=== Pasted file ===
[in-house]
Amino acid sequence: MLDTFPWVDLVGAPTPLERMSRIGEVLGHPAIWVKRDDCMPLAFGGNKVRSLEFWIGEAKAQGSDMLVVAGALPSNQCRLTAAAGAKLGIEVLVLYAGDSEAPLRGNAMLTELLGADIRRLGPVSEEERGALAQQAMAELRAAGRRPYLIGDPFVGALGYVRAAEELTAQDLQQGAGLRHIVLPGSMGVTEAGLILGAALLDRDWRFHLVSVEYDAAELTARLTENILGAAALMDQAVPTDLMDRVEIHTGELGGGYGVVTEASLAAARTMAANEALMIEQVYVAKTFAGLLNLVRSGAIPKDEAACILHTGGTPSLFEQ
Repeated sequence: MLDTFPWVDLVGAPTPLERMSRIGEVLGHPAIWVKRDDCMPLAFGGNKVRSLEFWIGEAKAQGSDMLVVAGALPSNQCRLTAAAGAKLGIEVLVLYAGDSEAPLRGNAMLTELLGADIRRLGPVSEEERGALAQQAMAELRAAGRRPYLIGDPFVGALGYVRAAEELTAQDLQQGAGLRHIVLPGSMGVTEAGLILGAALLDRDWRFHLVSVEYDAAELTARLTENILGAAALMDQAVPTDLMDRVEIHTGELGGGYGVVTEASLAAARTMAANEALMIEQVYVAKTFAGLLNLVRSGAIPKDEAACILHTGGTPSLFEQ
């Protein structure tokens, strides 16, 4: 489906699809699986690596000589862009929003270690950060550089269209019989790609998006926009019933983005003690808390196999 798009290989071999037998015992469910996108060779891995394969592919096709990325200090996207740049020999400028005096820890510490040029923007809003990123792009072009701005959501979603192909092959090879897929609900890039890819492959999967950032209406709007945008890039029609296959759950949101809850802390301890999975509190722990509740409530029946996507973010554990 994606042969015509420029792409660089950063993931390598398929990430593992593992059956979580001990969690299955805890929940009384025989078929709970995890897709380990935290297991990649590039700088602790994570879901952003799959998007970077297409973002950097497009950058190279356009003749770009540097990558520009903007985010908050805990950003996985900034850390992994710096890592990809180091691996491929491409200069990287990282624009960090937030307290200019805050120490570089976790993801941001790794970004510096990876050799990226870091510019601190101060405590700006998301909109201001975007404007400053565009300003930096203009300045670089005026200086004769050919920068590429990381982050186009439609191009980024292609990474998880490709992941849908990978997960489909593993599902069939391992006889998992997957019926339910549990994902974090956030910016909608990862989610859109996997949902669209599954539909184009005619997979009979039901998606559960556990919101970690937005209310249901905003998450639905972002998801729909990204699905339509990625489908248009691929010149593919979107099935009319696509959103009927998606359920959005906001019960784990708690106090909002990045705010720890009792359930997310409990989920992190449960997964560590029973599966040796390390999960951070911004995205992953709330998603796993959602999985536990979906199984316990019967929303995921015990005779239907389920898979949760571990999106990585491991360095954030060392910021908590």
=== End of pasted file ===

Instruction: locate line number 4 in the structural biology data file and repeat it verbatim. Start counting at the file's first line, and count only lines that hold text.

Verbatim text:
């Protein structure tokens, strides 16, 4: 489906699809699986690596000589862009929003270690950060550089269209019989790609998006926009019933983005003690808390196999 798009290989071999037998015992469910996108060779891995394969592919096709990325200090996207740049020999400028005096820890510490040029923007809003990123792009072009701005959501979603192909092959090879897929609900890039890819492959999967950032209406709007945008890039029609296959759950949101809850802390301890999975509190722990509740409530029946996507973010554990 994606042969015509420029792409660089950063993931390598398929990430593992593992059956979580001990969690299955805890929940009384025989078929709970995890897709380990935290297991990649590039700088602790994570879901952003799959998007970077297409973002950097497009950058190279356009003749770009540097990558520009903007985010908050805990950003996985900034850390992994710096890592990809180091691996491929491409200069990287990282624009960090937030307290200019805050120490570089976790993801941001790794970004510096990876050799990226870091510019601190101060405590700006998301909109201001975007404007400053565009300003930096203009300045670089005026200086004769050919920068590429990381982050186009439609191009980024292609990474998880490709992941849908990978997960489909593993599902069939391992006889998992997957019926339910549990994902974090956030910016909608990862989610859109996997949902669209599954539909184009005619997979009979039901998606559960556990919101970690937005209310249901905003998450639905972002998801729909990204699905339509990625489908248009691929010149593919979107099935009319696509959103009927998606359920959005906001019960784990708690106090909002990045705010720890009792359930997310409990989920992190449960997964560590029973599966040796390390999960951070911004995205992953709330998603796993959602999985536990979906199984316990019967929303995921015990005779239907389920898979949760571990999106990585491991360095954030060392910021908590």